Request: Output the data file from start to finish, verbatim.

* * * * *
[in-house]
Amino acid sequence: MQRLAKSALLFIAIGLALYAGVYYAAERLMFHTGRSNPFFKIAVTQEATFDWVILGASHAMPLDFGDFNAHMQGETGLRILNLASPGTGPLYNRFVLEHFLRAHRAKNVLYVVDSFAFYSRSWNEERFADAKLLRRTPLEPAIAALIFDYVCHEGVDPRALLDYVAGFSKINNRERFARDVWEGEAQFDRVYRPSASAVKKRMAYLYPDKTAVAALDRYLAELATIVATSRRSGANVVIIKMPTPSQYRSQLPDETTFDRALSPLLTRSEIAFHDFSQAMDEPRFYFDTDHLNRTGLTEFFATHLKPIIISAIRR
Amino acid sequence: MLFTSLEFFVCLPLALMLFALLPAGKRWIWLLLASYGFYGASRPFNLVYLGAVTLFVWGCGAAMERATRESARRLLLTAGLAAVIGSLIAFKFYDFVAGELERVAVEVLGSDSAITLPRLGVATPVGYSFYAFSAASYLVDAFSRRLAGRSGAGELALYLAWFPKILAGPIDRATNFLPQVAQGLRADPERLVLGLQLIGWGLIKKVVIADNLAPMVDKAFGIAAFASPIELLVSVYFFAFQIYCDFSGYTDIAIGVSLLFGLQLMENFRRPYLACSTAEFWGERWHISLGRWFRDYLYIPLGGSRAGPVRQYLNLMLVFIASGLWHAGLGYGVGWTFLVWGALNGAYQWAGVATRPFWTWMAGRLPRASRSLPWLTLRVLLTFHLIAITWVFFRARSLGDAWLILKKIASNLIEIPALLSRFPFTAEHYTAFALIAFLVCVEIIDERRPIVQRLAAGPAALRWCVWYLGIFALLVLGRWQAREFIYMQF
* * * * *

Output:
[in-house]
Amino acid sequence: MQRLAKSALLFIAIGLALYAGVYYAAERLMFHTGRSNPFFKIAVTQEATFDWVILGASHAMPLDFGDFNAHMQGETGLRILNLASPGTGPLYNRFVLEHFLRAHRAKNVLYVVDSFAFYSRSWNEERFADAKLLRRTPLEPAIAALIFDYVCHEGVDPRALLDYVAGFSKINNRERFARDVWEGEAQFDRVYRPSASAVKKRMAYLYPDKTAVAALDRYLAELATIVATSRRSGANVVIIKMPTPSQYRSQLPDETTFDRALSPLLTRSEIAFHDFSQAMDEPRFYFDTDHLNRTGLTEFFATHLKPIIISAIRR
Amino acid sequence: MLFTSLEFFVCLPLALMLFALLPAGKRWIWLLLASYGFYGASRPFNLVYLGAVTLFVWGCGAAMERATRESARRLLLTAGLAAVIGSLIAFKFYDFVAGELERVAVEVLGSDSAITLPRLGVATPVGYSFYAFSAASYLVDAFSRRLAGRSGAGELALYLAWFPKILAGPIDRATNFLPQVAQGLRADPERLVLGLQLIGWGLIKKVVIADNLAPMVDKAFGIAAFASPIELLVSVYFFAFQIYCDFSGYTDIAIGVSLLFGLQLMENFRRPYLACSTAEFWGERWHISLGRWFRDYLYIPLGGSRAGPVRQYLNLMLVFIASGLWHAGLGYGVGWTFLVWGALNGAYQWAGVATRPFWTWMAGRLPRASRSLPWLTLRVLLTFHLIAITWVFFRARSLGDAWLILKKIASNLIEIPALLSRFPFTAEHYTAFALIAFLVCVEIIDERRPIVQRLAAGPAALRWCVWYLGIFALLVLGRWQAREFIYMQF